So the solution is to use callback:

function ajax(callback) {
    var data = null;
    var xhr = new XMLHttpRequest();
    xhr.open('GET', 'url_arquivo_grande', true);
    xhr.onreadystatechange = function() {
        if (xhr.readyState == 4) {
            if (xhr.status === 200) {
               callback(xhr.responseText);
            }
        }
    };
    xhr.send(null);
}

test(function (response) {
    console.log(response);//Irá retornar "1"
});

Note, just because we have a setTimeout , does not mean that it will be a guarantee against "crashes", so it follows a list of technologies developed to make the user experience better:

  

Note that Node.js is an asynchronous "server", unlike Apache that is synchronous. The likelihood of asynchronous servers performing better is very high and therefore it is so "quoted."

Difference from asynchronous to synchronous:

As previously explained, the reason for using callback in particular is because of asynchronous events, but if it was not possible to understand what is ASYNCHRONO, see an example of the difference between "synchrony" and "asynchrony" and the which we can not use asynchronous with return :

The first (synchronous) drawing illustrates that a=1; is in the queue and return a; will only be executed after a=1; , the disadvantage and if a=1; is a time consuming process, so this can halt the main process, if it is not time-consuming, then yes you can use synchronous.

The image shows that a=1; is in an asynchronous event (it can be ajax, setTimeout , or other types), see that a=1; was only delivered after return a; , so this return is performed first and does not bring the required response, in the example it will bring the value 0 instead of 1 , so in this case callback will be needed.

    
answered by 03.01.2015 / 00:49
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6

What is the real advantage of using a CallBack?

The advantage is that you can define a parameter in a class that is actually a function. This exempts the programmer from a framework, for example, from writing this function, leaving it to a programmer. The framework only calls the function defined by the programmer without necessarily checking what this function does.

Although advantageous for flexibility and freedom, and the possibility of extending the functionality of an object, the approach by callbacks is somewhat permissive, and therefore dangerous, since it can make the programmer define a function that goes beyond aspects such as security and information responsibility.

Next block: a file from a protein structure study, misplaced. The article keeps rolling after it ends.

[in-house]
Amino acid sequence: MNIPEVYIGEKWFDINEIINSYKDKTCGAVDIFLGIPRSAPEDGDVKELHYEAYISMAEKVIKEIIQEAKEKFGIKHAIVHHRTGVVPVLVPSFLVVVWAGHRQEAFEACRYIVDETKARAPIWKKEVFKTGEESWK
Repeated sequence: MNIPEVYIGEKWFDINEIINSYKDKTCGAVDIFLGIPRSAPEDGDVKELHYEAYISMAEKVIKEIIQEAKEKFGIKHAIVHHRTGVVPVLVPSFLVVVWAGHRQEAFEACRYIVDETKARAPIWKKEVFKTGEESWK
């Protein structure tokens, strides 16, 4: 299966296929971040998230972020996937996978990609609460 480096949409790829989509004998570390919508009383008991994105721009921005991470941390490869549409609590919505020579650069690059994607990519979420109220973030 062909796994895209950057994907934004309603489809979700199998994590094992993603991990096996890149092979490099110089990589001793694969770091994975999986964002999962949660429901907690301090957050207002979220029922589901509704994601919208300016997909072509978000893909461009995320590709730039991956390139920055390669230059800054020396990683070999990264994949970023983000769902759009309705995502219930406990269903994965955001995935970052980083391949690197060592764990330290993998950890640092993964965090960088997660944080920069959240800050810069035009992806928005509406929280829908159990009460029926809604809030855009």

What is Thread / Multithread?

Thread ( run thread thread ) #.

Multithread is the ability of a process to handle multiple threads, functionality claimed by Node .js , although the JavaScript programming language does not have this feature.

    
answered by 02.01.2015 в 23:23
5

Javascript is single-threaded

In and out of the browser (nodejs), javascript runs within a single line of execution (or Thread). Some languages allow you to create threads, but this is not the case for javascript.

For example:

var a = 1;
for (var i=0; i<100000000; i++) { a++; }

If this code takes 10 seconds to execute, the execution of any other instruction on the system will be interrupted for 10 seconds.

If in the browser this is not a good idea, on the server side (nodejs) it is even worse, since no other requests will be answered until the looping execution is finished.

Callback to solve the problem

To solve the above problem, the use of callback functions was invented. It is like this - I / O operations like file reading and writing, database access or server connections are very time-consuming, so in order to not lock the entire system in these situations, the solution found in javascript was the use of functions callback.

Callback functions are passed as parameter and calls when the operation terminates. For example, in nodejs, to read a file you use the following statement:

var fs = require('fs);
fs.readFile('c:\myfile.txt', function (err, data) {
  if (err) {
    console.log(err);
  }
  else {
    console.log(data);
  }
});

console.log('teste');

In the example above, the first line tries to read the file passed as parameter. Since file reading is a process that takes time (in computational cycles), the control is passed to the node's IO library (unit 'fs'), and execution continues to the next line, where the message' test 'on the console screen.

When the file is read or an error occurs (for example, file not found), the fs.readFile function will call the callback function that will display the error message or the contents of the file.

I hope I have helped.

    
answered by 04.01.2015 в 02:38